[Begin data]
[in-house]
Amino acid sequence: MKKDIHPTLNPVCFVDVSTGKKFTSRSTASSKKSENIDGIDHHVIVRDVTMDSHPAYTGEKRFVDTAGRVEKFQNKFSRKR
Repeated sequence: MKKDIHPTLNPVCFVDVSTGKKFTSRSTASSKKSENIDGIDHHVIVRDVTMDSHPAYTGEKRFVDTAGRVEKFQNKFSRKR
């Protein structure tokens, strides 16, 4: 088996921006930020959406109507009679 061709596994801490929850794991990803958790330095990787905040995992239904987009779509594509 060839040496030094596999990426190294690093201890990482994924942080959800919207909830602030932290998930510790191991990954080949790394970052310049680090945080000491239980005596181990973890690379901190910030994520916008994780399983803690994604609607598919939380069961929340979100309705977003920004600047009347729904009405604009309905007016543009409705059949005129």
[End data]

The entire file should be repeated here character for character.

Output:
[in-house]
Amino acid sequence: MKKDIHPTLNPVCFVDVSTGKKFTSRSTASSKKSENIDGIDHHVIVRDVTMDSHPAYTGEKRFVDTAGRVEKFQNKFSRKR
Repeated sequence: MKKDIHPTLNPVCFVDVSTGKKFTSRSTASSKKSENIDGIDHHVIVRDVTMDSHPAYTGEKRFVDTAGRVEKFQNKFSRKR
């Protein structure tokens, strides 16, 4: 088996921006930020959406109507009679 061709596994801490929850794991990803958790330095990787905040995992239904987009779509594509 060839040496030094596999990426190294690093201890990482994924942080959800919207909830602030932290998930510790191991990954080949790394970052310049680090945080000491239980005596181990973890690379901190910030994520916008994780399983803690994604609607598919939380069961929340979100309705977003920004600047009347729904009405604009309905007016543009409705059949005129």